ST. PAUL, Minn. — State officials and thousands of Minnesota residents on Friday celebrated the official reopening of the state Capitol after a yearslong renovation shuttered its doors to the public and surrounded it in scaffolding, kicking off a party that will last through the weekend in St. Paul.
The refreshed Capitol grounds will host concerts, political panels and a fireworks show set to music by Minnesota artists. But throughout the weekend, the star is the restored and gleaming building that first opened in 1905.
The Capitol technically reopened in January, welcoming back the public and lawmakers alike after a grueling three-year construction limited access, but crews worked throughout the spring and summer to put the finishing touches in corridors, roof repairs and decorations. Gov. Mark Dayton thanked lawmakers for putting up the funding for $310 million restoration, calling it “the most unselfish vote of their careers.”
“Your willingness to fund this enormous project … without rancor, without partisanship for the 3 1/2 years it took deserves enormous credit,” Dayton said. “It stands on this hill and says again, to the people of the Minnesota, this is your government. It belongs to you.”
Hundreds of Minnesota residents attended the Friday morning ribbon-cutting as the weekend festivities began. By the afternoon, hundreds more were taking guided tours of architect Cass Gilbert’s reworked building, climbing up to the roof to see the golden quadriga statue dubbed The Progress of the State or just milling about the marble hallways snapping smartphone photos.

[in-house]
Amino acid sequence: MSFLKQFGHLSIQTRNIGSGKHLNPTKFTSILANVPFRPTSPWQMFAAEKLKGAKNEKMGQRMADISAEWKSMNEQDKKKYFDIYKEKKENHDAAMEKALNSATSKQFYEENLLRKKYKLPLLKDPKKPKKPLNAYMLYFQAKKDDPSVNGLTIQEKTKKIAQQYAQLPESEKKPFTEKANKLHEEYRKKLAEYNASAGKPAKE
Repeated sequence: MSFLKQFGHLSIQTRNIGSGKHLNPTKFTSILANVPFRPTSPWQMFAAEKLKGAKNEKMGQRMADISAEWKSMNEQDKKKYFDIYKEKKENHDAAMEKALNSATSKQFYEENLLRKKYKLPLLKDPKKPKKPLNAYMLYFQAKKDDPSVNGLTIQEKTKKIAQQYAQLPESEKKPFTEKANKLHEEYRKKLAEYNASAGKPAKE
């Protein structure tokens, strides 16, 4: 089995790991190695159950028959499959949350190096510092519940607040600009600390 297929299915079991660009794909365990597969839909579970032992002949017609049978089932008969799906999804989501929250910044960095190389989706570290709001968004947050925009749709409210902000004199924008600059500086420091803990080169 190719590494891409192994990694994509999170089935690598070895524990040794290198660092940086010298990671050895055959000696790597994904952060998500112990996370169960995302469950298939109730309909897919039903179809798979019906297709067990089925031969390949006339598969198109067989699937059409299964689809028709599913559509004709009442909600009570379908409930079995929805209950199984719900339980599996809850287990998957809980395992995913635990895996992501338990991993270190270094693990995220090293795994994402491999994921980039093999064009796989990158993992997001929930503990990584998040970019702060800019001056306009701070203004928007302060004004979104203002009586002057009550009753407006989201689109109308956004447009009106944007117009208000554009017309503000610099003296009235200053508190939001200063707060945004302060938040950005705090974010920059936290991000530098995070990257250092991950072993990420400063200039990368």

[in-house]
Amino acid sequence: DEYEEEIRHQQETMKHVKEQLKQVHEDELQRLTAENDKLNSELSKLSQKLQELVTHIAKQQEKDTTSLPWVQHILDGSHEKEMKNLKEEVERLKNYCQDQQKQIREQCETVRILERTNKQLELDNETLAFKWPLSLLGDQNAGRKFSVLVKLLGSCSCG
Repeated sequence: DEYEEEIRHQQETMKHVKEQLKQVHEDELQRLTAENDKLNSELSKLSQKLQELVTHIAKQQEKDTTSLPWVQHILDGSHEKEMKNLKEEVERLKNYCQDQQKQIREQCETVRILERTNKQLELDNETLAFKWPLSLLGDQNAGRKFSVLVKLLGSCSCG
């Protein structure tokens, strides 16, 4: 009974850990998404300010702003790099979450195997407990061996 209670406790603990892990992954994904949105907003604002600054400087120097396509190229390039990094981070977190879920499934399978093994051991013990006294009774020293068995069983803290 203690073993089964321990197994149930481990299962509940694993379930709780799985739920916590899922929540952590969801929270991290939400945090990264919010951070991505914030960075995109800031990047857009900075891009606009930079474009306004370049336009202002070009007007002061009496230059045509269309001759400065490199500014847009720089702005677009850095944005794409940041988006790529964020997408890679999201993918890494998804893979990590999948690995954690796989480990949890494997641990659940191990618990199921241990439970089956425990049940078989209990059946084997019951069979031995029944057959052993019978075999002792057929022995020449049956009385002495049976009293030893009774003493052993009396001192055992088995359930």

Weekend events include a political panel with former U.S. Vice President Walter Mondale and Minnesota Gov. Al Quie, a dance party set to music by the late Minnesota rockstar Prince and a Saturday night concert followed by fireworks. The state expects as many as 60,000 visitors and is offering both free parking nearby and free rides on light-rail trains.
Department of Administration spokesman Curt Yoakum said the grand opening finally signaled the end of construction so the state can give it back to its residents.
“We’re celebrating the building, but we’re really celebrating that it is being turned back to the people of Minnesota,” he said.
The restoration was years in the making as the condition Capitol’s roof and its exterior worsened. Crews finally got started in 2013, repairing and replacing crumbling marble from head to toe, replacing the roof and restoring dozens of pieces of priceless artwork throughout the building. After shifting senators’ offices to an adjacent office building, the project more than doubled the amount public gathering spaces.
Faith Anderson, the wife of a state representative, walked out of the building in awe. Friday’s grand opening was her first time inside the Capitol in several years and her first chance to see how far it’s come since it was shut down entirely in 2014.
“It’s beautiful. Oh my goodness, it’s just glorious,” Anderson said. “Everything is brighter.”